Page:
Empowering kids to express their emotions in a healthy way after a year filled with change

Emotional empowerment helps kids cope during stressful times and will also serve them well for the rest of their lives

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(COLUMBUS, Ohio) – Though many kids appear to have been incredibly adaptable through the many changes and challenges of the past year, they’re likely feeling a lot of emotions after their routines, time with friends and even their sense of safety and security were disrupted. If not addressed in a healthy way, strong negative emotions, such as anger and fear, can have lasting effects on kids’ mental health, but experts with On Our Sleeves® say empowering them to effectively communicate those emotions can help children cope in these difficult times, and will also serve them well in the future.

     “There’s been so many kids going through a shared stressful experience right now. But the fact is that before the pandemic started, we were already in a mental health crisis for children in this country,” said Parker Huston, Ph.D., clinical director of On Our Sleeves, a movement that offers free educational resources to help children understand and regulate their emotions during this difficult time and beyond. “Parents, teachers and caregivers can help by purposefully coaching kids to identify their emotions and recognizing these emotions in themselves and others. Children will experience a wide range of emotions, and they should. Learning to understand and manage their emotional experience is necessary for long-term mental health.”

     Emotional empowerment is a series of skills children can start learning at a young age and build over time. Activities can be as simple as stopping to do some deep breathing or reading a book with a parent and discussing how the characters may be feeling. 

     “When we have really strong emotions that might impact our behavior or our ability to function, we need to be able to recognize, express, and regulate those emotions rather than letting our anxiety take over or our sadness limit our functioning for long periods of time,” Huston, also a pediatric psychologist at Nationwide Children’s Hospital, said. “We can give kids the tools to cope with emotions as they feel them, communicate how they need help, and get those emotions back to a manageable level.”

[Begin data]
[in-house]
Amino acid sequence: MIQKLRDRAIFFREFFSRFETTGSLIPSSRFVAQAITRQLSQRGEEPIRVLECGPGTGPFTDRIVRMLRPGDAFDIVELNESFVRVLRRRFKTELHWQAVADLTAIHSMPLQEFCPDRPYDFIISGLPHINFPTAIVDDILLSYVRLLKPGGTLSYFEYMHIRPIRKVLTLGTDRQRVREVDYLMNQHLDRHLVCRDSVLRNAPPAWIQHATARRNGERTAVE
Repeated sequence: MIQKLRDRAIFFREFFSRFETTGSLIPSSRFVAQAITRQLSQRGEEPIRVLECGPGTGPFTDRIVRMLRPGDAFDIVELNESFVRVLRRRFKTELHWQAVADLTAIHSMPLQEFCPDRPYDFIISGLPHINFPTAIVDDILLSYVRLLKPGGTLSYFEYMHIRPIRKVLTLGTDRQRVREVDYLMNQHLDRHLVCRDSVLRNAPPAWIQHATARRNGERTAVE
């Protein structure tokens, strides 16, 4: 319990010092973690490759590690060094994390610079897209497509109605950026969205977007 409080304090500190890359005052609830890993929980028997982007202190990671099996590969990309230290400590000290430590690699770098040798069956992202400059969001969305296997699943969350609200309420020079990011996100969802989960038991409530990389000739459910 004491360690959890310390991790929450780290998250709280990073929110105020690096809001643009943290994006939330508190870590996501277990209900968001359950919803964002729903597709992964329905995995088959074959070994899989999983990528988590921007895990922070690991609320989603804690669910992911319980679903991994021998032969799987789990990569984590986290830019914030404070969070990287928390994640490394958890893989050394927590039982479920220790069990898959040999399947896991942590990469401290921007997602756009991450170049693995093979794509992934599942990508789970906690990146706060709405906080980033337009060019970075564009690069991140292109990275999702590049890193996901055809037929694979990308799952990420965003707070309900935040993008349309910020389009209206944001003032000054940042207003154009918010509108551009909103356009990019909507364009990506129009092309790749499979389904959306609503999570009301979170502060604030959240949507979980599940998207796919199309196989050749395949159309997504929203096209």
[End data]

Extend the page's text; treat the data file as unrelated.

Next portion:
Mental health resources, such as discussion starters and activities on emotional empowerment and other topics, including gratitude and resiliency, can be found at OnOurSleeves.org.


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Nancy Secrest uses resources from OnOurSleeves.org to help kids learn how to identify and express their emotions. As a school counselor, she’s seen how the challenges and changes of the past year have affected students.

Reading a book and discussing how the characters are feeling in different parts of the story is one way to help children identify and recognize emotions in themselves and others.

Parker Huston, clinical director of On Our Sleeves® and pediatric psychologist at Nationwide Children’s Hospital, says parents can empower their children to identify and recognize their emotions to help them cope with stressful situations and build resilience.

Haley, 14, speaks with school counselor Nancy Secrest at Worthington Christian School. After seeing how the pandemic affected students, Secrest has worked to empower students to recognize their emotions, express them in a healthy way and ask for help when they need it.

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